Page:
It’s crazy to think that a year ago at this time, Utah Jazz fans were cursing out Dennis Lindsey for making the massive mistake of trading for an apparently washed-up Mike Conley.
The point guard looked uncomfortable on the court, unsure of what to do off-ball when Donovan Mitchell jumped into the lead playmaker role. His shooting was colder than your relationship with your mother-in-law. A hamstring injury that limited his availability was viewed either as additional proof of his worthlessness, or, conversely, as the best component of his game in that moment, depending on your level of vitriol.
And look at him now.
Where would the Jazz have been without Mike Conley in Friday night’s 106-100 victory over the Clippers? What would they have done without his quick decision-making? Without his aggressiveness? Without his efficiency? His coolness in the clutch?
Arguably Utah’s best offensive player through the team’s first five games of the 2020-21 season, he was inarguably that on Friday, racking up 33 points on 11-for-20 shooting, including 7 of 14 from deep. He also reeled off seven assists.
And when the Jazz were on the verge of falling apart down the stretch, it was Conley who pushed them.
“You know, honestly, I’m just happy to be able to see this thing grow, myself included, because last year was a tough year,” Conley said. “I just went through a lot personally — on and off the court, it was a tough year.”
All along, coach Quin Snyder preached patience — reminding critics that Conley was not only adapting to a completely foreign scheme after a dozen years with the Grizzlies, he had the additional chaos of trying to get settled in a brand-new place, having uprooted his family to move across the country after a dozen years in Memphis. Also, with the injury, his ability to develop chemistry with key teammates was stunted.
It took Conley longer to acclimate than anyone wanted, frankly. But now it’s indisputably happened — just look back to the close of the 2019-20 regular season, the bubble restart, his playoff performance against the Nuggets … and this young 2020-21 season.
Snyder, for one, could not be more thrilled to be vindicated.
Asked after the Clippers win how big Conley’s green light is now coming off a screen for a 3-point attempt, the coach quipped, “It’s like a green sun. If the sun was green. It’s that bright.”
Told of his coach’s enthusiastic support, Conley reciprocated the sentiment, saying his resurgence is owed to Snyder’s continued support.
“He knows how I feel about him, man — he means everything. As a coach, I’m sure it wasn’t easy for him last year; he could have made a lot of different decisions on my part, whether to play me or to bench me or whatever came up at the time. And he stuck true to me, he’s given me nothing but confidence,” Conley said. “He’s always calling and texting me, checking on me, running over plays for the next game or next week’s game, whatever it may be. He’s had my back and I just appreciate it, and I’m just going to continue to go out there and fight for the team. And whatever my role is on a nightly basis, I’m gonna go out there and do it.”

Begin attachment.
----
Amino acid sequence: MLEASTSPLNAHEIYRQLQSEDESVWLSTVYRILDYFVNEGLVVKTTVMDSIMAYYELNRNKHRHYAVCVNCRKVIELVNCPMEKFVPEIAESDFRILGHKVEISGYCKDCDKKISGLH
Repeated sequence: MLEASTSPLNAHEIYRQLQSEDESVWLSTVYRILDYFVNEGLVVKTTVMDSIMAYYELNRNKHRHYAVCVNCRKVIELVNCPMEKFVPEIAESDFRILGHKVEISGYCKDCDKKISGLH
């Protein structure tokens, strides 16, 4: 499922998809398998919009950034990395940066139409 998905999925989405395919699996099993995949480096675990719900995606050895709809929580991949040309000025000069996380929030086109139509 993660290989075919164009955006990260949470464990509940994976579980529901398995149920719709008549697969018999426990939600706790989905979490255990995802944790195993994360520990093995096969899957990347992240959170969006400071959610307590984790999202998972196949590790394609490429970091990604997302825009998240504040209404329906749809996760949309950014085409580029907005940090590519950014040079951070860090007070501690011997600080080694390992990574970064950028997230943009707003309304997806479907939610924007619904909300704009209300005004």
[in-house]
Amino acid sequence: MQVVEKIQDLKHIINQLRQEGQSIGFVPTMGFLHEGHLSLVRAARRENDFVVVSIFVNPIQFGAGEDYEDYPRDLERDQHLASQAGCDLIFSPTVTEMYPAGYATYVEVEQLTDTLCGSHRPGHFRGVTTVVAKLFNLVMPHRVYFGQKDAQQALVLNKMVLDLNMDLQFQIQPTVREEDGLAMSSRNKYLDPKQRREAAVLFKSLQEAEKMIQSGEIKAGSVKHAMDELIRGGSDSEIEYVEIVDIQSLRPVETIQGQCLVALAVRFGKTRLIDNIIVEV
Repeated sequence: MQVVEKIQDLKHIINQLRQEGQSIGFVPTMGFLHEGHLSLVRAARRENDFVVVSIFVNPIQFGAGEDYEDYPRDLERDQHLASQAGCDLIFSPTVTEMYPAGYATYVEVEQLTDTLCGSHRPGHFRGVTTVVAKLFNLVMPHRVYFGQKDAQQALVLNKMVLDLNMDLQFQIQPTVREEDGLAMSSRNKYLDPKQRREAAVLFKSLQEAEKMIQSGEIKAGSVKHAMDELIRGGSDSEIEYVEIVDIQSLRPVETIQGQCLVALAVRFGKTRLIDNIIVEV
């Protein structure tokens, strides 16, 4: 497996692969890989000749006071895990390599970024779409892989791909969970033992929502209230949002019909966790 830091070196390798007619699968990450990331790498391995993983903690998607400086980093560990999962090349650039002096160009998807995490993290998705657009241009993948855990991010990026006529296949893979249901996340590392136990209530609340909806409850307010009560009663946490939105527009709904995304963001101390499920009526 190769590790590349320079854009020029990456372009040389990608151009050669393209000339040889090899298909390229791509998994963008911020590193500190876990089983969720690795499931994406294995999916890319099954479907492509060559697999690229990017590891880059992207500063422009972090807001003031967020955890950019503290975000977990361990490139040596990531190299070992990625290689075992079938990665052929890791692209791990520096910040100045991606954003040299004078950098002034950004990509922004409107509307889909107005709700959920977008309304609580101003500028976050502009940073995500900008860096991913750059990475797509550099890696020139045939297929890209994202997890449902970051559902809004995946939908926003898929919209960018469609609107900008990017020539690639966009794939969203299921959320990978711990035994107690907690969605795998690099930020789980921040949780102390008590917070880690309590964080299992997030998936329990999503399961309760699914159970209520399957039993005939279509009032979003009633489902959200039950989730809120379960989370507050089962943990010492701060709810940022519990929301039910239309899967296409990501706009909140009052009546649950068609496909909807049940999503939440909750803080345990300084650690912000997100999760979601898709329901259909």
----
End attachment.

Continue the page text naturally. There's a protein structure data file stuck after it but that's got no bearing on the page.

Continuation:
Still, aside from newfound confidence, what exactly is working so well for the Ohio State product right now?
Snyder cited the guard’s craftiness in snaking through defenses, putting defenders on the wrong foot, and then capitalizing.
“He’s in positions that he’s tough to guard,” the coach said. “One of the biggest things tonight was when they started switching [on the] pick-and-roll, he was able to get in the lane with his quickness and make some plays for other people.”
Big man Derrick Favors pointed out Conley’s seemingly preternatural ability to make the right play. He didn’t grab the game by the throat — he just let it come to him, making the smart, patient reads he talked about after the Phoenix loss. When he needed to swing the ball, he did. When he needed to let it fly, he did.
“Mike did a good job tonight of just controlling the game. He was finding his shots, he was finding the teammates open for their shots,” Favors said. “And he came up big for us, hitting big shots at the end of the game, hitting big shots when we needed him to, knocking down 3s, getting into the paint and drawing fouls, getting into the paint and making layups, or finding me or Rudy at rim, kicking it out for 3s. He just did a great job of controlling the whole game and just making big plays for us.”
Mitchell said now that Conley has had some time with his teammates — Snyder pointed out that Conley, Bojan Bogdanovic, and Joe Ingles were only on the court together last season for 13 games — he’s found a comfort level that’s made all the difference.
“Not rushing, kind of just doing his thing. And that’s the Mike Conley we all know, and we’re looking forward to seeing more of it,” Mitchell said.
For his part, Conley said the biggest difference between Thursday’s loss and Friday’s win is that he made a concerted effort to be aggressive.
Snyder is fond of saying that while passing the ball is always equated with unselfishness, turning down an open shot that’s a good option for your team can, in fact, be a selfish play. Conley took that to heart, determined to make the Clippers pay for it if they gave him too good of looks.
“For all of us, really, it was just the mindset of coming out to be aggressive. I think in [Thursday] night’s game, we were just trying to do the right thing too much, myself included, and turned down some looks that really would have gotten us some rhythm early in the game,” Conley said. “So this game, I just wanted to come out and not hesitate — take the look when I got it. And as the game went on, my teammates just continued to try to feed me the ball and put me in actions, and allowed me to continue going. So it was a it was a fun night, and a night that we definitely needed.”